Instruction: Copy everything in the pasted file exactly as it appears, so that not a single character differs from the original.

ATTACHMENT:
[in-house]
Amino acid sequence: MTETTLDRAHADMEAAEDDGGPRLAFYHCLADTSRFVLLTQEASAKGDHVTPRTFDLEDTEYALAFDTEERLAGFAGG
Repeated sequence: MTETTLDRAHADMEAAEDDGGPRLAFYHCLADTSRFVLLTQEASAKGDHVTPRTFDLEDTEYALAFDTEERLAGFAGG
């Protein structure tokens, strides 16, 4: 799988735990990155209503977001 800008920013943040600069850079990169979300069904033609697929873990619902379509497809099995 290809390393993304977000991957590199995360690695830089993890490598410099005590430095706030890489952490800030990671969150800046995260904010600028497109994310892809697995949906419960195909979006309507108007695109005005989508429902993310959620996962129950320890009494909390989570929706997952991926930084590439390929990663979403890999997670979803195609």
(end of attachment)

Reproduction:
[in-house]
Amino acid sequence: MTETTLDRAHADMEAAEDDGGPRLAFYHCLADTSRFVLLTQEASAKGDHVTPRTFDLEDTEYALAFDTEERLAGFAGG
Repeated sequence: MTETTLDRAHADMEAAEDDGGPRLAFYHCLADTSRFVLLTQEASAKGDHVTPRTFDLEDTEYALAFDTEERLAGFAGG
């Protein structure tokens, strides 16, 4: 799988735990990155209503977001 800008920013943040600069850079990169979300069904033609697929873990619902379509497809099995 290809390393993304977000991957590199995360690695830089993890490598410099005590430095706030890489952490800030990671969150800046995260904010600028497109994310892809697995949906419960195909979006309507108007695109005005989508429902993310959620996962129950320890009494909390989570929706997952991926930084590439390929990663979403890999997670979803195609």